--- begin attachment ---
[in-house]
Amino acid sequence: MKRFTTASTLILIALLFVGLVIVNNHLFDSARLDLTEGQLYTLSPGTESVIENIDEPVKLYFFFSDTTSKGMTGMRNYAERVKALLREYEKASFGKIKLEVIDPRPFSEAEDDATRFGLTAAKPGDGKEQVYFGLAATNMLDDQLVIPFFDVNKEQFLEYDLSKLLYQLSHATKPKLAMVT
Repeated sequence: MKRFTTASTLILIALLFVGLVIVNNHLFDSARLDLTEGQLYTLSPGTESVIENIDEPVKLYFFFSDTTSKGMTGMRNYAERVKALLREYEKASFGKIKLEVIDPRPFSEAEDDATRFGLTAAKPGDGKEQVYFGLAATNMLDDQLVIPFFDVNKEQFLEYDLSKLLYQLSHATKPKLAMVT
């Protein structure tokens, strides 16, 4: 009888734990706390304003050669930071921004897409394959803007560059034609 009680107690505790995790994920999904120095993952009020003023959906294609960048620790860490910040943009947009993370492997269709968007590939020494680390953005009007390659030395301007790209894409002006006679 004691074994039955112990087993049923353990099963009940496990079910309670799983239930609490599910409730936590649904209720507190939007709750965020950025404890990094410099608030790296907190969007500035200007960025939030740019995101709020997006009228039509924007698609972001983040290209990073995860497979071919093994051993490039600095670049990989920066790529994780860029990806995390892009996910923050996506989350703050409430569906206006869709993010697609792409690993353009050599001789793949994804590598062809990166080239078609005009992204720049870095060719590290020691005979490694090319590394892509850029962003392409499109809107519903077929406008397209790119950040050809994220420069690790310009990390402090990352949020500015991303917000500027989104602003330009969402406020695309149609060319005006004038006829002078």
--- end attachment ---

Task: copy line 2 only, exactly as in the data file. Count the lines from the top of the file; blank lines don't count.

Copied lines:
Amino acid sequence: MKRFTTASTLILIALLFVGLVIVNNHLFDSARLDLTEGQLYTLSPGTESVIENIDEPVKLYFFFSDTTSKGMTGMRNYAERVKALLREYEKASFGKIKLEVIDPRPFSEAEDDATRFGLTAAKPGDGKEQVYFGLAATNMLDDQLVIPFFDVNKEQFLEYDLSKLLYQLSHATKPKLAMVT